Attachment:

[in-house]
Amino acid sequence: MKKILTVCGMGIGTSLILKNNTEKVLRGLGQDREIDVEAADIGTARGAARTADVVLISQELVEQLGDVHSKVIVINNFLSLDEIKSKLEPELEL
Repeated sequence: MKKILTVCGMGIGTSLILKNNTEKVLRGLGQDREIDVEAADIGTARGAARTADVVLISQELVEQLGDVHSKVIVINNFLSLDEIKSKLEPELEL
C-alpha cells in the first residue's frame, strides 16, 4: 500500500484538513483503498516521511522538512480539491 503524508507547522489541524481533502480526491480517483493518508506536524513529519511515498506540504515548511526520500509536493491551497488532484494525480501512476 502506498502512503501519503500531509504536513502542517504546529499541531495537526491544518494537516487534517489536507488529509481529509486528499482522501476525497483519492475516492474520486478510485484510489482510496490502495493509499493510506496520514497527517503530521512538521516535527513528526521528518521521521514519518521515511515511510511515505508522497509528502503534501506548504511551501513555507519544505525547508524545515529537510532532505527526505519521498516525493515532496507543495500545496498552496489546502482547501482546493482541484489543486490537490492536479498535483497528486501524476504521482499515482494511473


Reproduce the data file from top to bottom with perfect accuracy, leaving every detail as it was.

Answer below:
[in-house]
Amino acid sequence: MKKILTVCGMGIGTSLILKNNTEKVLRGLGQDREIDVEAADIGTARGAARTADVVLISQELVEQLGDVHSKVIVINNFLSLDEIKSKLEPELEL
Repeated sequence: MKKILTVCGMGIGTSLILKNNTEKVLRGLGQDREIDVEAADIGTARGAARTADVVLISQELVEQLGDVHSKVIVINNFLSLDEIKSKLEPELEL
C-alpha cells in the first residue's frame, strides 16, 4: 500500500484538513483503498516521511522538512480539491 503524508507547522489541524481533502480526491480517483493518508506536524513529519511515498506540504515548511526520500509536493491551497488532484494525480501512476 502506498502512503501519503500531509504536513502542517504546529499541531495537526491544518494537516487534517489536507488529509481529509486528499482522501476525497483519492475516492474520486478510485484510489482510496490502495493509499493510506496520514497527517503530521512538521516535527513528526521528518521521521514519518521515511515511510511515505508522497509528502503534501506548504511551501513555507519544505525547508524545515529537510532532505527526505519521498516525493515532496507543495500545496498552496489546502482547501482546493482541484489543486490537490492536479498535483497528486501524476504521482499515482494511473